The West Side move and the future of Emerson

by Beacon Staff • April 25, 2007

The internal and external changes to Emerson College in recent years.

Our View:

Whatever is different about the student body or the campus, we shouldn't sacrifice what makes Emerson unique.,This is the first school year Emerson has been without the West Side campus-the dorms and student center on Beacon and Arlington streets. The campus move was a radical change and a difficult adjustment for all those who were a part of Emerson when we were not merely the campus on the common, but also across it.

It is of little value now to debate the merits of Piano Row versus the West Side dorms, as the change has already been made. What is worth examining is more beneath the surface-how the move has changed the outward appearance of Emerson College as an institution and what direction we seem to be going in.

All who can remember considering coming here can surely recall browsing sites like The Princeton Review and noticing the distinct character of Emerson's student body. We all know the stereotypes and the adjectives come immediately to mind: arty, bohemian, alternative, nonconformist, tolerant of alternative lifestyles and so on.

Beacon and Arlington's old brownstones, and the tight-knit community of students who resided in them, fit perfectly within that character. They felt almost like communes for those turned off by the standard dorm atmosphere of the massive Little Building.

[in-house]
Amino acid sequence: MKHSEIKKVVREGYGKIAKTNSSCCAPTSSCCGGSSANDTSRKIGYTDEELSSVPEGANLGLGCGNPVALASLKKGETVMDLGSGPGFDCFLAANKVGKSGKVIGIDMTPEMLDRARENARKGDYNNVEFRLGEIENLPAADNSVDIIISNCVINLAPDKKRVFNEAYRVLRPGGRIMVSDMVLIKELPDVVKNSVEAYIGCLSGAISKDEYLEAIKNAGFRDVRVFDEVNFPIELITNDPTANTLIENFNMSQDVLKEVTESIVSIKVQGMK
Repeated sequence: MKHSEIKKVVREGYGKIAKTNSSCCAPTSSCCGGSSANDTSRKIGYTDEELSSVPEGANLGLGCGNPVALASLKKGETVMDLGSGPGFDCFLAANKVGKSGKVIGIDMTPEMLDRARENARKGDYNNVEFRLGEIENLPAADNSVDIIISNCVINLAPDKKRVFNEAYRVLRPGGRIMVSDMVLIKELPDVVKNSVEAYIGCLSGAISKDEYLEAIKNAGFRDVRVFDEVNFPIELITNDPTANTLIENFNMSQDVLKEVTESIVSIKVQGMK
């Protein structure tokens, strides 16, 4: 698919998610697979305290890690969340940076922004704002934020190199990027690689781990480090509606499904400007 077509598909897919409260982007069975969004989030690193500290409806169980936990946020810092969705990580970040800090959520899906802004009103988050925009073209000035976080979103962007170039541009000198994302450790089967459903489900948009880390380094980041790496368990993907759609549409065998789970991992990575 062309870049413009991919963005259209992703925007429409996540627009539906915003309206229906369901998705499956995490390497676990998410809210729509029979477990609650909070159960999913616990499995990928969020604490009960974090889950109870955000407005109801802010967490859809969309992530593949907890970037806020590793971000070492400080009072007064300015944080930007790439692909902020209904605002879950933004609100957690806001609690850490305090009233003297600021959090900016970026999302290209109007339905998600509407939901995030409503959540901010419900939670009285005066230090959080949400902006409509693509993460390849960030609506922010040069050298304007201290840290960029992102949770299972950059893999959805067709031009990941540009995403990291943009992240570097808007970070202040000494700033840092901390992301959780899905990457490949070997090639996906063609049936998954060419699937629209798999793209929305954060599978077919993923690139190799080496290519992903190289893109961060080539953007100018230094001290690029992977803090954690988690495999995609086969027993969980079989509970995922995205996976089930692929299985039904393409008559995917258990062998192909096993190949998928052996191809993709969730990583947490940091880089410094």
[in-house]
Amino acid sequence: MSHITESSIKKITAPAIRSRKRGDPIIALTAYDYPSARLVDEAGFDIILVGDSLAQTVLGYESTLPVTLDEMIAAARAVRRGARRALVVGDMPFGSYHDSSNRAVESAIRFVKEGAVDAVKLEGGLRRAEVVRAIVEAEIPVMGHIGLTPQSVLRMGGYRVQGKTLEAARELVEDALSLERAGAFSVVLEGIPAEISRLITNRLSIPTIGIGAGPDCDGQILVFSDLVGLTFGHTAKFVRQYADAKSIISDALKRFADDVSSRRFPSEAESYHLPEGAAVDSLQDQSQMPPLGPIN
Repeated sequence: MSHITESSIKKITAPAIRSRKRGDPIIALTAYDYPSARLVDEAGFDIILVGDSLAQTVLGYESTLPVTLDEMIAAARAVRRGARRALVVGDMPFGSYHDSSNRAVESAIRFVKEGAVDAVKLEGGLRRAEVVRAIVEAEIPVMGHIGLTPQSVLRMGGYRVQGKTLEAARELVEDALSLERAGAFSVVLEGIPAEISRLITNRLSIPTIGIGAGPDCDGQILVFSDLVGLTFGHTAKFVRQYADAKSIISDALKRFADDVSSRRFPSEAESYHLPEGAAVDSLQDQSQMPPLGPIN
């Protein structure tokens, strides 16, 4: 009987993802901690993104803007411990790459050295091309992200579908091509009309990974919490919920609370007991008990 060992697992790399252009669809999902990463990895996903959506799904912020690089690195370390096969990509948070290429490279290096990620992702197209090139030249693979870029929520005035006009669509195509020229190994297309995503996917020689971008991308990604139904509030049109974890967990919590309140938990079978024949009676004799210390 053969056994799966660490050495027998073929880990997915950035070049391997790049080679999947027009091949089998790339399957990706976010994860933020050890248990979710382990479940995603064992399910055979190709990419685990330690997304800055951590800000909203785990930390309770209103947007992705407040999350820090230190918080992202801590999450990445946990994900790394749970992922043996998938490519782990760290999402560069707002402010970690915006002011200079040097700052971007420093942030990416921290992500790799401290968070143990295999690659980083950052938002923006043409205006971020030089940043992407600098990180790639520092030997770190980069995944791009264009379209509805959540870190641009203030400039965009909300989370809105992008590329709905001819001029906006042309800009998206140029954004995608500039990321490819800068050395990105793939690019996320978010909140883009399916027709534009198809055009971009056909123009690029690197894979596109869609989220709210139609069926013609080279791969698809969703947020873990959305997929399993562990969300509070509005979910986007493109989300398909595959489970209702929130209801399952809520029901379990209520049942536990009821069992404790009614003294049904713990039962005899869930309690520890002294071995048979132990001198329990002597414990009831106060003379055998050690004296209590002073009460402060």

For better or worse, a little bit of that character has been lost with the construction of Piano Row, an incredibly modern and sterile building that is the precise opposite of the old dorms. It also sits just a few steps down from the LB.

As The Beacon reported last week, Emerson saw an increase in only 93 applicants in last year's pool, a rise of 1.2 percent. By comparison, Northeastern University saw a spike of 12 percent and most other area schools have similarly seen significantly higher applicant rates.

There are many factors that could explain Emerson's poor performance in this area for this past year. However, it is hard not to think that high school students aware of Emerson's quaint, unique campus were disappointed to hear that it completely moved to a one-block area on the crime-plagued intersection of Boylston and Tremont streets.

Emerson's student body is in many ways still reflective of our artsy and unique reputation. The past few years, however, have seen a wider variety of pupils who don't fit that characterization. There seems to be a new identity emerging, of a highly driven and career-obsessed contingent that mirrors the addition of Piano Row in many ways.

This variety is welcome. Emerson need not lose its flair for the different just because the physical makeup of the campus has and just because the student body looks more mainstream than ever.

Emerson's character is not only in where our buildings lie or the clothes worn by those who live inside them. It's in our minds-our attitudes and our creativity.

Hopefully, this is something that no changes to our surroundings will compromise.